The German government often has a somewhat different view to that of the EU. The EU sets the framework for all new vehicles. The Federal government draws up the technical framework conditions. The Federal Council has encouraged the Federal government to campaign in Brussels for a further tightening of the requirements for automated emergency brake assist systems. Similar requirements have also been adopted in the coalition agreement. The German government has a separate course of action for vehicles that are already on the roads. In mid-July, German Transport Minister Andreas Scheuer initiated a German-wide action for the rapid introduction of sideguard assist systems for trucks. This supports vehicle retrofitting in particular and forms the basis for financial funding. The state government in Baden-Württemberg will also contribute financially to vehicles being retrofitted with sideguard assist systems. We explicitly welcome both initiatives. The acquisition of sideguard assist systems in new vehicles will be supported through another Federal program.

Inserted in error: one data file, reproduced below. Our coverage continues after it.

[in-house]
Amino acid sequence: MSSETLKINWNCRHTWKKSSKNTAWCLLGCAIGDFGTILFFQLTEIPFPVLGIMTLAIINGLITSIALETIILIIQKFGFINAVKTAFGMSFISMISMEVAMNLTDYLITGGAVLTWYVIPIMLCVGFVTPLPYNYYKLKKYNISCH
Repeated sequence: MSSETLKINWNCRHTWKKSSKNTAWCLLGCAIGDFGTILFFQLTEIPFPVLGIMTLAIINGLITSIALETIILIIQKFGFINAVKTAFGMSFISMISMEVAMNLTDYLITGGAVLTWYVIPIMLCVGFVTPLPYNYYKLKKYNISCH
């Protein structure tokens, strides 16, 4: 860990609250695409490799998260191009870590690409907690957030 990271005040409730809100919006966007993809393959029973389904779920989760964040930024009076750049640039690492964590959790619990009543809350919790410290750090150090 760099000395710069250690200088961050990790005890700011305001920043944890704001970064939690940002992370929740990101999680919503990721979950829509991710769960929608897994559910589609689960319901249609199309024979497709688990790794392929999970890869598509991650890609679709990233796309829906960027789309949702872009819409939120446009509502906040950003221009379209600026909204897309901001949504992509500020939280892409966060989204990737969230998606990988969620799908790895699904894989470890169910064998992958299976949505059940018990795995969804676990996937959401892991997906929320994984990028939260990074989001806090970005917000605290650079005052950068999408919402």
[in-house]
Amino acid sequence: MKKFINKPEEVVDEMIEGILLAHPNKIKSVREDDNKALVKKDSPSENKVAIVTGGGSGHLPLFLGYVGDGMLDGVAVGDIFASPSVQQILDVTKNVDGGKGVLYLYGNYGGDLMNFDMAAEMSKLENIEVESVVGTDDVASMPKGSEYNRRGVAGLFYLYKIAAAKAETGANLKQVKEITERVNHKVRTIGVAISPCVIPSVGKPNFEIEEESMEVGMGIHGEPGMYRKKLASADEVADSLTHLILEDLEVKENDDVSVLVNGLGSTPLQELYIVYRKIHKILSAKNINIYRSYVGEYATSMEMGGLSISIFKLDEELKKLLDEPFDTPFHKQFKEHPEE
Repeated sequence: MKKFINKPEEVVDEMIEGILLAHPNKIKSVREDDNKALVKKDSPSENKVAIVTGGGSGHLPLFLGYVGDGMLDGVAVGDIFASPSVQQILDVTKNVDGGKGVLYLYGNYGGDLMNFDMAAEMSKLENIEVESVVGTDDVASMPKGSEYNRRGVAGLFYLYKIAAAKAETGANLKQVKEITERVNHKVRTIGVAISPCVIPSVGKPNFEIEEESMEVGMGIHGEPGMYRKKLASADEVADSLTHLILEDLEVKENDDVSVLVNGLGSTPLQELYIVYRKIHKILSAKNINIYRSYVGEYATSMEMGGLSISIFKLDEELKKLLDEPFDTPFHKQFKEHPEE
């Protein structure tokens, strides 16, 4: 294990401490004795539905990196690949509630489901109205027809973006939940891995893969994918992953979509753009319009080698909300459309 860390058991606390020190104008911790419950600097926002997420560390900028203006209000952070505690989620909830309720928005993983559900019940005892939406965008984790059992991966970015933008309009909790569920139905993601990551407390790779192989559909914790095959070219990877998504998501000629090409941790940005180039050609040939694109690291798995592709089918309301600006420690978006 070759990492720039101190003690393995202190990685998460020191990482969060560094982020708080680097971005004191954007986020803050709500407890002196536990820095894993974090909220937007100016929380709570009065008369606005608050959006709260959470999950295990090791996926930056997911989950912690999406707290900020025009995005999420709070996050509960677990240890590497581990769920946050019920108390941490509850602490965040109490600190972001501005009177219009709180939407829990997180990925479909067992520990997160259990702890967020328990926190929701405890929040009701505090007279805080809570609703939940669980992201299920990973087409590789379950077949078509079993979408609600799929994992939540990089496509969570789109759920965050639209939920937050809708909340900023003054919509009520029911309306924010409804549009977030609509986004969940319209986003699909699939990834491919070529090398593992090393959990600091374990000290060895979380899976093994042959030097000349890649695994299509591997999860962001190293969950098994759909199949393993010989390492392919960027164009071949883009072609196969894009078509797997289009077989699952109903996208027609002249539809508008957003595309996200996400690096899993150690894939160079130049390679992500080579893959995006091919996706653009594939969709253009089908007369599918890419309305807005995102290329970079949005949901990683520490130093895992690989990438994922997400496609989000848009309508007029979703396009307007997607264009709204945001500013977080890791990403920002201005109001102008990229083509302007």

That all sounds like a very long-term objective. In Daimler's opinion, what concrete measures do we need to make the streets safer now?
The improvement of road safety is more like a marathon than a sprint. The installation of emergency braking assist systems in new vehicles has been a mandatory requirement since November 2015. To date, approximately 50% of all long-distance vehicles on the road have emergency braking assist systems. The actual number of accidents shows very clearly that automatic emergency brake assist systems have a very positive impact: Ongoing studies in Lower Saxony and Baden-Württemberg prove that trucks fitted with these systems cause considerably fewer accidents that those without such systems. We are convinced that the rapid mandatory implementation of a sideguard assist system would achieve the same outcomes.